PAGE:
On March 31st, 2021, the ELN brought together a panel of civic leaders from Brampton to discuss the city’s current and future priorities as it looks to not only recover from COVID-19 but build back better. The panel featured:
- Jaipaul Massey-Singh, Moderator: 2020 CivicAction DiverseCity Fellow and Principal at Aurora Strategy Group
- Gwyn Chapman: Senior Advisor, Economic Empowerment & Anti-Black Racism at the City of Brampton
- Councillor Rowena Santos: Wards 1 & 5 Regional Councillor, Brampton City Council and Region of Peel Council
- Marilyn Verghis: Founder and Executive Director at Vision Brampton and Team Lead for Equity, Inclusion and Anti-Discrimination at the William Osler Health System
- Yvonne Yeung: Manager of Urban Design at the City of Brampton
Following an engaging panel discussion and participant Q&A, we turned to our audience of rising leaders through interactive discussion groups to hear their reflections and learn more about their ideas on how together we can rebuild a stronger, more inclusive city. If you missed this important discussion, you can watch the recording or keep reading to find the top five key takeaways that we heard from the panel and audience.
Here are the five key takeaways from the discussion:
1. Public perception doesn’t match its progress—it’s time to recognize Brampton’s impact & continued potential
Brampton’s diverse communities offer countless opportunities for growth and innovation, and the city’s many dedicated civic leaders are driving change forward. Yet, public perception of the city fails to showcase this, focusing more on its challenges than its successes and hindering the city’s ability to fulfil its potential. This issue was exacerbated during the pandemic as Brampton struggled with COVID-19 outbreaks, largely affecting the high percentage of essential and front-line workers living and working in the city who help people in the region as a whole. It’s time for the narrative to shift towards the community resilience demonstrated throughout the pandemic and the untapped talent ready to shine.
2. The pandemic highlighted the importance of equity as we build back better
Throughout the pandemic government policies have mainly been a ‘one-size-fits-all approach, lacking recognition of the unique needs of many cultural communities and ultimately adversely affected racialized communities—with the majority of those infected in the Peel Region being people of color. As Brampton works to rebuild a more inclusive economy, it’s essential that equity is at the core of every change. From policy makers to community members – everyone must be deliberate in including the voices of those who haven’t been heard, or listened to, before, designing solutions not just for them, but with them.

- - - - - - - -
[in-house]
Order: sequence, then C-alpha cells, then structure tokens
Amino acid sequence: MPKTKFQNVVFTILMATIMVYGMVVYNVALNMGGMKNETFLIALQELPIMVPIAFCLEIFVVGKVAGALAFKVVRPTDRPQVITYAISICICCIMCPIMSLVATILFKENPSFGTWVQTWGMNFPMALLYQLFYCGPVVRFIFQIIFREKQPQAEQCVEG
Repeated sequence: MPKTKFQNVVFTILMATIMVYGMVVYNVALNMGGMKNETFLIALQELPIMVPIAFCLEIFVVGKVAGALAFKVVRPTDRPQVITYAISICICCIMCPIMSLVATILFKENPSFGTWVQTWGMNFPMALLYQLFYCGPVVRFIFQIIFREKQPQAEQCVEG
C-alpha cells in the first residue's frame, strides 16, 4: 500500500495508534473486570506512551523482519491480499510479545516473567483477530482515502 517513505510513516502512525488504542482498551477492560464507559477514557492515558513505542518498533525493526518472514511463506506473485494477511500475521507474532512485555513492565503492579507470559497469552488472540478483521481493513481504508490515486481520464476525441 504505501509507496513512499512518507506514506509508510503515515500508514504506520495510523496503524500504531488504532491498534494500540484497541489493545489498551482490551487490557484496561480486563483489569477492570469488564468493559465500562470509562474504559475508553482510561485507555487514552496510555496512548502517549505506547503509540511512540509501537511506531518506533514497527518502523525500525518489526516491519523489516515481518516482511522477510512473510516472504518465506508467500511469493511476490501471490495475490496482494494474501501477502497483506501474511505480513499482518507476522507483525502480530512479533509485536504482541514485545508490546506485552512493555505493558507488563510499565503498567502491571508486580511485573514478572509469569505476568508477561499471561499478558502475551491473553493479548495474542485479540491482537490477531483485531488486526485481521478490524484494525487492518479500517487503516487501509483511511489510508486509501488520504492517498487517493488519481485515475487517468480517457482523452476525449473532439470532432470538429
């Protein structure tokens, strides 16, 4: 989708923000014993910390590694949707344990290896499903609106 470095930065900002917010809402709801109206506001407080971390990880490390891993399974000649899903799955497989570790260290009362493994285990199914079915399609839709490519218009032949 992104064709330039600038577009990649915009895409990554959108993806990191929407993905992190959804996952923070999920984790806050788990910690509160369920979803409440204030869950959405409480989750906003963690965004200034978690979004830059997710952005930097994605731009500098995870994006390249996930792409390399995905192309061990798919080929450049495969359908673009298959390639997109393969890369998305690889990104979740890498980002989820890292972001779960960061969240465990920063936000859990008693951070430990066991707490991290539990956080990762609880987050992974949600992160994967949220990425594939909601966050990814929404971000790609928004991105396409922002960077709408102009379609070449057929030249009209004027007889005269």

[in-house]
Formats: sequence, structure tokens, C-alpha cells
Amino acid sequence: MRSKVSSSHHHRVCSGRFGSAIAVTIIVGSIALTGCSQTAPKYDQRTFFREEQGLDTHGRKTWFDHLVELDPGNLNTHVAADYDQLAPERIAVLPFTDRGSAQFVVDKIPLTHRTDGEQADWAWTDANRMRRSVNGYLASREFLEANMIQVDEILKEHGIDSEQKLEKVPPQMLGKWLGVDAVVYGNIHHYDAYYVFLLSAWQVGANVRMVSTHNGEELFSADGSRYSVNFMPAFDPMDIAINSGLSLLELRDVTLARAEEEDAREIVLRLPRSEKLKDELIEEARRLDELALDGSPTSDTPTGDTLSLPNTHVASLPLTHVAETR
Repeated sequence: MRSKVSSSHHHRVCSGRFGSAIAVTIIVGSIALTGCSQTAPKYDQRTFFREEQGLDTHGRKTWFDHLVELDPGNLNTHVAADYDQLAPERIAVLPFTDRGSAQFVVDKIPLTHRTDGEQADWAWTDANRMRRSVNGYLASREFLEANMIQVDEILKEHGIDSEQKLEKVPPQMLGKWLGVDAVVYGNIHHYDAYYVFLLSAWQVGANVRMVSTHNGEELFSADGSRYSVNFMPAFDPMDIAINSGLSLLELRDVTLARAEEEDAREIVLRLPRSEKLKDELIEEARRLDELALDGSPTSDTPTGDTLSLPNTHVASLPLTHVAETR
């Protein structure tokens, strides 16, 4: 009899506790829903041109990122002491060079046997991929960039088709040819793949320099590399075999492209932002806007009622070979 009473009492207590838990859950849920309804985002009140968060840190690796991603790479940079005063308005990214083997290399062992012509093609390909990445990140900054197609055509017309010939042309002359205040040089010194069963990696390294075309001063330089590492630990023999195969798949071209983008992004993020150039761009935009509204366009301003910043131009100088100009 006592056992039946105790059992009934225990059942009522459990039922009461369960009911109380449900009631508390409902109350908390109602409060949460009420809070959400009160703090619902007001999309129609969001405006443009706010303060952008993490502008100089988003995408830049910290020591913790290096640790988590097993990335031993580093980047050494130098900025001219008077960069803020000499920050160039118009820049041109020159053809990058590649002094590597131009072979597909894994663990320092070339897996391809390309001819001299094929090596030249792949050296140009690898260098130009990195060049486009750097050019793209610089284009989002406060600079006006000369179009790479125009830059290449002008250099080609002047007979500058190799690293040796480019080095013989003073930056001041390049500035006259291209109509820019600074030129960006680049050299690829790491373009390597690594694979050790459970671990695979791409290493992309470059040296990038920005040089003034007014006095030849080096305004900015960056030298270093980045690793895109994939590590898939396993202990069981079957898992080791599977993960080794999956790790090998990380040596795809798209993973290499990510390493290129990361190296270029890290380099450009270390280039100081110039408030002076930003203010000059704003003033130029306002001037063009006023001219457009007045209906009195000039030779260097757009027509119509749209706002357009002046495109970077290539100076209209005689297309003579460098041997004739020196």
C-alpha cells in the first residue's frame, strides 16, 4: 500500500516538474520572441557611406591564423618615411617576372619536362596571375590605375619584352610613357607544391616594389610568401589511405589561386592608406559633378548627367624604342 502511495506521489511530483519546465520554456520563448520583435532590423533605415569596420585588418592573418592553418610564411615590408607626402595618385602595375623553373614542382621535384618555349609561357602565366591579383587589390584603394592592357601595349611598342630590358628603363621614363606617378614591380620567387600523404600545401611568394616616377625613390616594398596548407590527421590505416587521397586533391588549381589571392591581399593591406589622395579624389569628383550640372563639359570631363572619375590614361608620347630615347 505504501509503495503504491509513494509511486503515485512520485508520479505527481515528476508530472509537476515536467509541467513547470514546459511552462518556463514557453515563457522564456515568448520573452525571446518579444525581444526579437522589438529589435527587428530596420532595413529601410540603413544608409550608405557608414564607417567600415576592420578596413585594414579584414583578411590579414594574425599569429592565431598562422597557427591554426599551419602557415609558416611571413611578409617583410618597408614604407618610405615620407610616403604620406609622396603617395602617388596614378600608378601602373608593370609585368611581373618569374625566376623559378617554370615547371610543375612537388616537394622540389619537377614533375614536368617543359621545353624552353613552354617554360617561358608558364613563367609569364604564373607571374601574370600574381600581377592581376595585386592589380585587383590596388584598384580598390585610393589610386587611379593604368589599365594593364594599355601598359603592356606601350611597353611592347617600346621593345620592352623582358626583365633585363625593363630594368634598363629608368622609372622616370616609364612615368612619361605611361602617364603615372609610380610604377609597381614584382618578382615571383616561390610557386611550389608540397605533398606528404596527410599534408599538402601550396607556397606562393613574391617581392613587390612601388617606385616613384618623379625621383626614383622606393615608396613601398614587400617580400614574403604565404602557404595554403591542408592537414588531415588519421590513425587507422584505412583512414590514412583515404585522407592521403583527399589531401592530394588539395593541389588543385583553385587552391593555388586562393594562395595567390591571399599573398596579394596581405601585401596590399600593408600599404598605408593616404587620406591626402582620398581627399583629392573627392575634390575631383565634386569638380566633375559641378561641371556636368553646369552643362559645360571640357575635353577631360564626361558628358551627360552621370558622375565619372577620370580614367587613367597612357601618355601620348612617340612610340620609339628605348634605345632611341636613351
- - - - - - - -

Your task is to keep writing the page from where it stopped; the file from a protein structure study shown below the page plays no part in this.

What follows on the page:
3. City-building is a team sport—to win, everyone needs to be able to play
Building affordable cities is key to leveling the playing field and providing access to opportunities for all residents. One example of how Brampton is prioritizing affordability is the city’s 2040 Vision plan, which aims to create a transit-oriented community for over a million people. Lessening the need for vehicles will decrease transportation costs and improve mobility in and outside of the city, achieving both financial and environmental gains that will better the city for all.
4. Technological investment will be central to the city’s growth
Brampton is one of the fastest-growing cities in Canada, with a growth rate that is three times the provincial average. Technology will be a key part of managing the future of a growing city, with the 2040 Vision prioritizing a “technology lens” to build a smarter city that cuts costs and increases efficiencies. These technological developments are already underway. During the pandemic, Brampton was the first city in Ontario to launch a virtual inspection program for buildings. This is just one example of how Brampton’s investments in technology will set the standard for smart city infrastructures around the world.
5. Community engagement is key to the future of Brampton
Although Brampton is classified as a city, according to our panel, it often feels more like a community. Building community coalitions, investing time and energy locally, and increasing civic engagement will help propel the city’s prosperity forward, particularly for marginalized communities and youth who have historically been under-represented at City Hall. In doing so, we can all play an important role in building a future for Brampton that is inclusive of all voices, perspectives, and ideas
The conversation doesn’t stop here. To stay engaged with Brampton, check out: